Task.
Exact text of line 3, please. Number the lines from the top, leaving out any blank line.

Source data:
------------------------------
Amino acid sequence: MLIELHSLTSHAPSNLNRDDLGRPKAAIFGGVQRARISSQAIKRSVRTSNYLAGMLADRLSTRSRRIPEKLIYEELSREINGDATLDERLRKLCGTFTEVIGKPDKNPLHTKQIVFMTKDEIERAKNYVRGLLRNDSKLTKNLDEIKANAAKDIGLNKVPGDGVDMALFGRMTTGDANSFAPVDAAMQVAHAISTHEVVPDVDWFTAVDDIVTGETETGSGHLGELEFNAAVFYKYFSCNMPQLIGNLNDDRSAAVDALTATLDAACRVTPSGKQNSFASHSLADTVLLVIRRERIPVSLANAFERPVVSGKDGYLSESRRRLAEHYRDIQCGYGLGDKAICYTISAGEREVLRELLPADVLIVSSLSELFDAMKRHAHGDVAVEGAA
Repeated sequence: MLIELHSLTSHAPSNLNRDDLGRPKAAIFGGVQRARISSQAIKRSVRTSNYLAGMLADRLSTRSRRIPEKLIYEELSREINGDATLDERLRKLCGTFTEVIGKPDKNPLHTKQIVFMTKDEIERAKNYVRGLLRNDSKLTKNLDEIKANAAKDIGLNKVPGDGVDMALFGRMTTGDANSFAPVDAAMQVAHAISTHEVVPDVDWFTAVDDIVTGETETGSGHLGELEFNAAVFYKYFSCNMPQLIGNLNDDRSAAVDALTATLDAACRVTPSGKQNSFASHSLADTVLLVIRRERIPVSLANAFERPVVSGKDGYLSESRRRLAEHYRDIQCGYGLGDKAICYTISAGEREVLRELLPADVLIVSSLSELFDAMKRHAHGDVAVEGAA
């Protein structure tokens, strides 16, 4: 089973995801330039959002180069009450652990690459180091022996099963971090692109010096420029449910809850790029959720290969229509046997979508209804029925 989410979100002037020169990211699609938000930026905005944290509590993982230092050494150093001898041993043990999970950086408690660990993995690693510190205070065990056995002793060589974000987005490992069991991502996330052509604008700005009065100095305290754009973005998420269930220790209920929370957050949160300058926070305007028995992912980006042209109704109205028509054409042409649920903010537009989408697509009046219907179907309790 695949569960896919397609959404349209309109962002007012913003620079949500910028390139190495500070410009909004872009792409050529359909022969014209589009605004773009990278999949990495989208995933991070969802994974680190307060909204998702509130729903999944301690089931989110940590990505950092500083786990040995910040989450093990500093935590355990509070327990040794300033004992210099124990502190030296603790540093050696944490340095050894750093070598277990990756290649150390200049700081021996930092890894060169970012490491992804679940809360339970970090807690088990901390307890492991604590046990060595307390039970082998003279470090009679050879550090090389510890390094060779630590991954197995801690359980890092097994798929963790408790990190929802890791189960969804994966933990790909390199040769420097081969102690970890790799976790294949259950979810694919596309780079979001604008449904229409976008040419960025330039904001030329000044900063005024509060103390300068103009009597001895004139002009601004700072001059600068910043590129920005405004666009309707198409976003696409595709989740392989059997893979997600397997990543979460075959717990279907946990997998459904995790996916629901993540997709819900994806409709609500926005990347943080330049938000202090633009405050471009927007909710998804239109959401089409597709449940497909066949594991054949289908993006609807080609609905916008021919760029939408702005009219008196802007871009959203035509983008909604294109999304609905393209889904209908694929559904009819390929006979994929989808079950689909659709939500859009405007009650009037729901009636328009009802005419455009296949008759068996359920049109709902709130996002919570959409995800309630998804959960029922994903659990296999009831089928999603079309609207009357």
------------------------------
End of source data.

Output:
């Protein structure tokens, strides 16, 4: 089973995801330039959002180069009450652990690459180091022996099963971090692109010096420029449910809850790029959720290969229509046997979508209804029925 989410979100002037020169990211699609938000930026905005944290509590993982230092050494150093001898041993043990999970950086408690660990993995690693510190205070065990056995002793060589974000987005490992069991991502996330052509604008700005009065100095305290754009973005998420269930220790209920929370957050949160300058926070305007028995992912980006042209109704109205028509054409042409649920903010537009989408697509009046219907179907309790 695949569960896919397609959404349209309109962002007012913003620079949500910028390139190495500070410009909004872009792409050529359909022969014209589009605004773009990278999949990495989208995933991070969802994974680190307060909204998702509130729903999944301690089931989110940590990505950092500083786990040995910040989450093990500093935590355990509070327990040794300033004992210099124990502190030296603790540093050696944490340095050894750093070598277990990756290649150390200049700081021996930092890894060169970012490491992804679940809360339970970090807690088990901390307890492991604590046990060595307390039970082998003279470090009679050879550090090389510890390094060779630590991954197995801690359980890092097994798929963790408790990190929802890791189960969804994966933990790909390199040769420097081969102690970890790799976790294949259950979810694919596309780079979001604008449904229409976008040419960025330039904001030329000044900063005024509060103390300068103009009597001895004139002009601004700072001059600068910043590129920005405004666009309707198409976003696409595709989740392989059997893979997600397997990543979460075959717990279907946990997998459904995790996916629901993540997709819900994806409709609500926005990347943080330049938000202090633009405050471009927007909710998804239109959401089409597709449940497909066949594991054949289908993006609807080609609905916008021919760029939408702005009219008196802007871009959203035509983008909604294109999304609905393209889904209908694929559904009819390929006979994929989808079950689909659709939500859009405007009650009037729901009636328009009802005419455009296949008759068996359920049109709902709130996002919570959409995800309630998804959960029922994903659990296999009831089928999603079309609207009357």